Fidel Castro, the leader of the Cuban Revolution in 1959 that brought down then Cuban President Fulgencio Batista, died Friday November 25 at the age of 90. A larger then life figure, Fidel Castro was a polarizing force, drawing sharp criticism from some and great praise from others, within his native island nation of Cuba and around the world. The great complexity of a figure like Fidel Castro can be illustrated by the vast range of responses to his passing, as world leaders and average citizens alike debate the legacy of the man who ruled the Caribbean island of Cuba from 1959 until 2006, when he yielded a great deal of his political power (if not his symbolic power) to his brother, Raul Castro.
It was Raul Castro that first informed the world of Fidel Castro’s death. According to CNN, Raul Castro addressed the Cuban people in a televised statement.
“I say to the people of Cuba, with profound pain I come here to inform our people, our friends of America and the world, that today, 25 November, 2016, at 10:29 pm, died the chief commander of the Cuban revolution, Fidel Castro Ruz,” he said.
World leaders where quick to weigh in on the issue, including a guarded and largely neutral statement from United States President Barack Obama, under whose administration the long strained relationship between the two countries has seen a new promise of reconciliation.
“We know that this moment fills Cubans — in Cuba and in the United States — with powerful emotions, recalling the countless ways in which Fidel Castro altered the course of individual lives, families, and of the Cuban nation,” he said. “History will record and judge the enormous impact of this singular figure on the people and world around him.”
President-elect Donald Trump, by contrast, seemed to be jubilant at the death of Fidel Castro, sending a message from his Twitter account declaring “Fidel Castro is dead!” after hearing the news. According to The Herald, Mr. Trump has stated in the past that he was opposed to the new Obama administration policies toward Cuba, despite allegations that he had business dealings with the country during the long United States economic embargo.
Mr. Trump, however, was not alone in celebrating the death of the Cuban Marxist leader. Many Cubans and Cuban-Americans in the seat of the Cuban exile community, Miami, went into the streets to celebrate the death of Fidel Castro. Many more people, however, on both sides of the issue, took to social media to express their views and make sense of the passing of someone many had come to believe would live forever.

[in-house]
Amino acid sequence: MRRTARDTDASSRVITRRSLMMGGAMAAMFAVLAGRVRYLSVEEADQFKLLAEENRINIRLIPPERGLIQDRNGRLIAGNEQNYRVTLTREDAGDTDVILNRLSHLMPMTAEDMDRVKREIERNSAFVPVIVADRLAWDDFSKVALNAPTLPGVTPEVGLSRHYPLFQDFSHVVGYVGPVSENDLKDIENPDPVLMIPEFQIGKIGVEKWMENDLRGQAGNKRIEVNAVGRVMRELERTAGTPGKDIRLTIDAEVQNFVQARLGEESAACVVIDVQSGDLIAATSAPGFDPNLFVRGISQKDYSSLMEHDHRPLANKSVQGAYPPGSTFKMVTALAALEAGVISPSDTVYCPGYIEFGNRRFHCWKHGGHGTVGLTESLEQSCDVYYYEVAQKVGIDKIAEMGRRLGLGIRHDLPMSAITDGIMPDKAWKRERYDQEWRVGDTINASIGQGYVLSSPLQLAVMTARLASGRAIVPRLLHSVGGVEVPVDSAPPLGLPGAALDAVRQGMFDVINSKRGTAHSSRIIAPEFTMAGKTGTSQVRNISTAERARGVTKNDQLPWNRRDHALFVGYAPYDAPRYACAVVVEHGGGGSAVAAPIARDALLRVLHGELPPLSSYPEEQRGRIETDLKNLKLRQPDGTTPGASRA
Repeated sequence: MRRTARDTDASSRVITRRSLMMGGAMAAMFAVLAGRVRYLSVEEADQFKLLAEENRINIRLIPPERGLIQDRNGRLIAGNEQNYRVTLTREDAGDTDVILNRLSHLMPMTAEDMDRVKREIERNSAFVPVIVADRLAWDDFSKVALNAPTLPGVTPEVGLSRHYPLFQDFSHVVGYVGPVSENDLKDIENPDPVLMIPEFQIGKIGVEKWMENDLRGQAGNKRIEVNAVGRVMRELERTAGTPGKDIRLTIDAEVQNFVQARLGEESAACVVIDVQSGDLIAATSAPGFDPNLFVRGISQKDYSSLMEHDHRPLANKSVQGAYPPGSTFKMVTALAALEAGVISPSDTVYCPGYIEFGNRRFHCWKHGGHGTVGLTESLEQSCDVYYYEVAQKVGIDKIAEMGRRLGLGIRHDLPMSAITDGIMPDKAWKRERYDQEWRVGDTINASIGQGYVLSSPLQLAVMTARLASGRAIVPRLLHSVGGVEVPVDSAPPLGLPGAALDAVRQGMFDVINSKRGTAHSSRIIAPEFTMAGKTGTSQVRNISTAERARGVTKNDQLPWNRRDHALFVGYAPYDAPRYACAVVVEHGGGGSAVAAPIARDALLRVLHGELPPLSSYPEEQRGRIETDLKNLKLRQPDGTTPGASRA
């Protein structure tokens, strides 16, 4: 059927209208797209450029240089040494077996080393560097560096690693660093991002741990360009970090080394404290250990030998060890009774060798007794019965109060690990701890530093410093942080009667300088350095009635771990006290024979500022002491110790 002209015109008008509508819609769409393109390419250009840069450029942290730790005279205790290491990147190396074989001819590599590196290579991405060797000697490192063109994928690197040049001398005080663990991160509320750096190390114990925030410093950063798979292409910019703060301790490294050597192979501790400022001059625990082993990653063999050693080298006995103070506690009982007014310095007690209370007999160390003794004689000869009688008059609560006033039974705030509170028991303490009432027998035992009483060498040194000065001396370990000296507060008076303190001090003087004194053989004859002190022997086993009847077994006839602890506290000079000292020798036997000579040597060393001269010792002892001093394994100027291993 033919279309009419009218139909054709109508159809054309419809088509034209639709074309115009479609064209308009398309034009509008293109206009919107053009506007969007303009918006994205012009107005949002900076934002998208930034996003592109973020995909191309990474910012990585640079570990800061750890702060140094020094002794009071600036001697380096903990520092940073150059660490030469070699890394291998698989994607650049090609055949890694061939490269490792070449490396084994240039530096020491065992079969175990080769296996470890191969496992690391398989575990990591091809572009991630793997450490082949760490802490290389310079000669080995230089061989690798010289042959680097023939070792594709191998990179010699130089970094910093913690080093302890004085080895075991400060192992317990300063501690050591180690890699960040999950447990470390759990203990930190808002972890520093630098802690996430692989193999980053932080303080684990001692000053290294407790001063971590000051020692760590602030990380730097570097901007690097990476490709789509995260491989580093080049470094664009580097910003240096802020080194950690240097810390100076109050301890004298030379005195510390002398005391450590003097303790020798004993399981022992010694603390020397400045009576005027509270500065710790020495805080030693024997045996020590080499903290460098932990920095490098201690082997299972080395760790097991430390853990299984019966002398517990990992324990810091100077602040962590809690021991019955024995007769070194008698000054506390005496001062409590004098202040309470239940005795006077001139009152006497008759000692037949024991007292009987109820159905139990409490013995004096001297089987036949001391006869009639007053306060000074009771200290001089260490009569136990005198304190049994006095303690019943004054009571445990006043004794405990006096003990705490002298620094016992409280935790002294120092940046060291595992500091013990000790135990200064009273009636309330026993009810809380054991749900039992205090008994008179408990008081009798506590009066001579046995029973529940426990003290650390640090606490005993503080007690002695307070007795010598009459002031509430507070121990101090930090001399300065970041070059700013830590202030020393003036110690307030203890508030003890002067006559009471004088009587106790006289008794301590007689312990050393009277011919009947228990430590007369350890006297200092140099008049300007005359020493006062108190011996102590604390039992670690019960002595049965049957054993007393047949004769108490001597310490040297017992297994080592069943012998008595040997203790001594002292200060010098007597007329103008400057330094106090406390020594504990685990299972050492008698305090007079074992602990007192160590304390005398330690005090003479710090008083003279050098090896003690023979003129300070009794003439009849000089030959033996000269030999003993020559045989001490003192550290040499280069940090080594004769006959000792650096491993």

Many people of Cuban heritage, however, whether in Cuba itself or elsewhere in the world, have expressed frustration that non-Cubans are so engaged with the internal political matters of their nation.
The issue becomes more complex when it is considered that many in Leftist political circles, who are the most likely to sympathize with the socialist tendencies of Fidel Castro and his regime, have also been wildly divided on the issue themselves. On the social media platform Reddit, members of the main forum for Communist users and the main forum for users of the anarchist ideological tradition discussed the passing of Castro in numerous, often very heated, comment threads, showing that even among the radical Left, Castro was a polarizing figure.
If anything can be drawn from the massive reaction to the death of Fidel Castro on social media, it is that regardless of the opinions one had of Castro, nearly everyone who heard of his passing felt the need to express their thoughts on the event.
The future of Cuba is uncertain, and indeed, the future of much of the world seems uncertain as we come closer to the end of an incredibly eventful year, 2016. What is not uncertain is that Fidel Castro, for good or ill, has passed on with a legacy and reputation that looms far larger then his physical form, and will outlive the 90 years he spent on Earth. The conversation about the nature of that legacy will likely continue far longer than today.
[Featured Image by Charles Tasnadi/AP Images]